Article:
New Sick and Safe Time Guarantee Starts in Minnesota on January 1, 2024
Missing work because of a sick kid, an injury, or an unexpected snow day is part of life. For many workers, those unplanned absences can throw their financial or job security into doubt. Fortunately, starting on January 1, 2024, almost every employee in the State of Minnesota will get some relief in those types of situations through a new state law requiring employers to let workers earn paid sick and safe leave. This new program requires all employers to provide employees with one hour of paid sick and safe leave for every 30 hours they work.
The new program applies to all employers regardless of size, and all employees who work at least 80 hours in a year. The requirement does not apply to independent contractors or employees of the federal government. The law also exempts certain workers in the aviation industry, and construction workers covered by a collective bargaining agreement.
For everybody else in Minnesota, the leave they earn can be used for time off due to illness or injury, to care for family members who are injured or ill, or to seek assistance in domestic violence situations. That includes both mental and physical injuries or illnesses. The definition of family member is very broad, allowing employees to take time off to care for most blood or legal relations, as well as any person whose association is equivalent to a family relationship. Employees can also take time off when they cannot be at work due to weather-related closures of workplaces or schools.
Employers must disclose workers’ leave balances each pay period. Employees must earn at least one hour per 30 hours worked, though employers can set an annual cap as long as it is no lower than 48 hours per year. Employees can carry over unused leave balances from year-to-year, though employers are allowed to cap the cumulative balance at 80 hours. Full-time workers who do not track their hours are assumed to work 40 hours per week for purposes of earning leave. Employers have some options for altering their obligations, including providing their own PTO benefits that are more generous than what the law requires, and front-loading workers’ sick and safe leave so it is made available to employees all at once at the beginning of the year. Notably, several cities in Minnesota already require employers to provide paid sick and safe leave, so in those cities, employees are eligible for whatever is the more generous program.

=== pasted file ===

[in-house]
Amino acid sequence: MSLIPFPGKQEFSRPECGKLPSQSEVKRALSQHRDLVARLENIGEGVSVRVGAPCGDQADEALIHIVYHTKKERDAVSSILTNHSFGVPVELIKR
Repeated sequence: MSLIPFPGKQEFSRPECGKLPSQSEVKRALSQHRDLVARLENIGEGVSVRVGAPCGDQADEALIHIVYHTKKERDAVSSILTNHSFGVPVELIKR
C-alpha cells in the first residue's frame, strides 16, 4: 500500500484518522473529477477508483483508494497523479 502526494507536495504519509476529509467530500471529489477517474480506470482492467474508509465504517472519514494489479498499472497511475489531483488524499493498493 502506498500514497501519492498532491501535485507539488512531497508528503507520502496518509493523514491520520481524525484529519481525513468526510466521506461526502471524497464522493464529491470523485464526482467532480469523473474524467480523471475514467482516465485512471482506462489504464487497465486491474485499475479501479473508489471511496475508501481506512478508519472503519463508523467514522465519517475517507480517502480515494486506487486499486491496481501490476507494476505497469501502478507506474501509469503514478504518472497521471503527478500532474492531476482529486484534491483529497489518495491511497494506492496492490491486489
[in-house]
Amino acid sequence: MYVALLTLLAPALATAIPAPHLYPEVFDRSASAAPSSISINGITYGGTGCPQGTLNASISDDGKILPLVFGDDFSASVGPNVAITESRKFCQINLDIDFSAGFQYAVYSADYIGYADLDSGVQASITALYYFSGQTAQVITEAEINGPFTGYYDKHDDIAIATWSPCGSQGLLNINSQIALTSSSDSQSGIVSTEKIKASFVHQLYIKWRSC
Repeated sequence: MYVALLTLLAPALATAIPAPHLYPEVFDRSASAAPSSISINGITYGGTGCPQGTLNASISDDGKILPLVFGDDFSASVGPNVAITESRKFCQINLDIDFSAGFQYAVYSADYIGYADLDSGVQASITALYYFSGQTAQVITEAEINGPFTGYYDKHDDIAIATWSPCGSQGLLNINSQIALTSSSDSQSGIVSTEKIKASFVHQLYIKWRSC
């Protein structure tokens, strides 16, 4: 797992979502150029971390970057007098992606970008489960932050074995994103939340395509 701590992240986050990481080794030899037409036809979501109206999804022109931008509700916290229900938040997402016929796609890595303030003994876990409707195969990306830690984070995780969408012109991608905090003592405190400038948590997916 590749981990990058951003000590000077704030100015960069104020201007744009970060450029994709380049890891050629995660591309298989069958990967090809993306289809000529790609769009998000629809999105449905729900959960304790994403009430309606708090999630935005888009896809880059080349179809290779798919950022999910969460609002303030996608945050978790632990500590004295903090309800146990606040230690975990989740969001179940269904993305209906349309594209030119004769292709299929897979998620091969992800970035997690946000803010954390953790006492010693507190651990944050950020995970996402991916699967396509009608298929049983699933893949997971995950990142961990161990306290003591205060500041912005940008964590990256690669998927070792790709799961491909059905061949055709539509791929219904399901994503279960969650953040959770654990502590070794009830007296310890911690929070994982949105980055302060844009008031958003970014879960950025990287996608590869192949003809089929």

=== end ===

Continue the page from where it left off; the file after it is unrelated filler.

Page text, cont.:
When an employee needs to use their earned sick and safe leave, they are entitled to be absent from work and get paid at their normal rate of pay. An employer can require advanced notice if the need for leave is foreseeable, but in the more common circumstance when an employee has to take unplanned leave, an employer must still honor the employee’s right to take leave. If an employer does not honor that right—either by failing to pay the employee for their leave or by retaliating against the employee by subjecting them to discipline or failing to restore them to their position when they are able to return to work—the employee can sue for damages.
Legal claims under the new law are likely to bear some similarity, and possibly overlap with other claims under laws like the Family and Medical Leave Act (FMLA), Americans with Disabilities Act (ADA), and Minnesota Human Rights Act (MHRA). In a few years, Minnesota will also launch its new paid family and medical leave program, which will address situations where employees need longer-term leaves of absence. Each of those laws creates obligations for employers to provide leave under certain circumstances, and provides legal remedies for employees whose rights are violated. The new sick and safe leave law will supplement those laws by ensuring that employees have a right to paid leave when they face a short-term absence due to illness, injury, domestic violence, or to care for family members experiencing those things.
If you live in Minnesota and your employer is denying you sick and safe leave, or any other type of leave to which you are entitled, the attorneys at the Minneapolis Office of MacDonald Hoague & Bayless are available to discuss your situation and help you determine your legal options. We represent employees subjected to wrongful denials of leave or retaliation for taking leave. If you would like to talk to an attorney about a situation like that, please call 612.349.2720.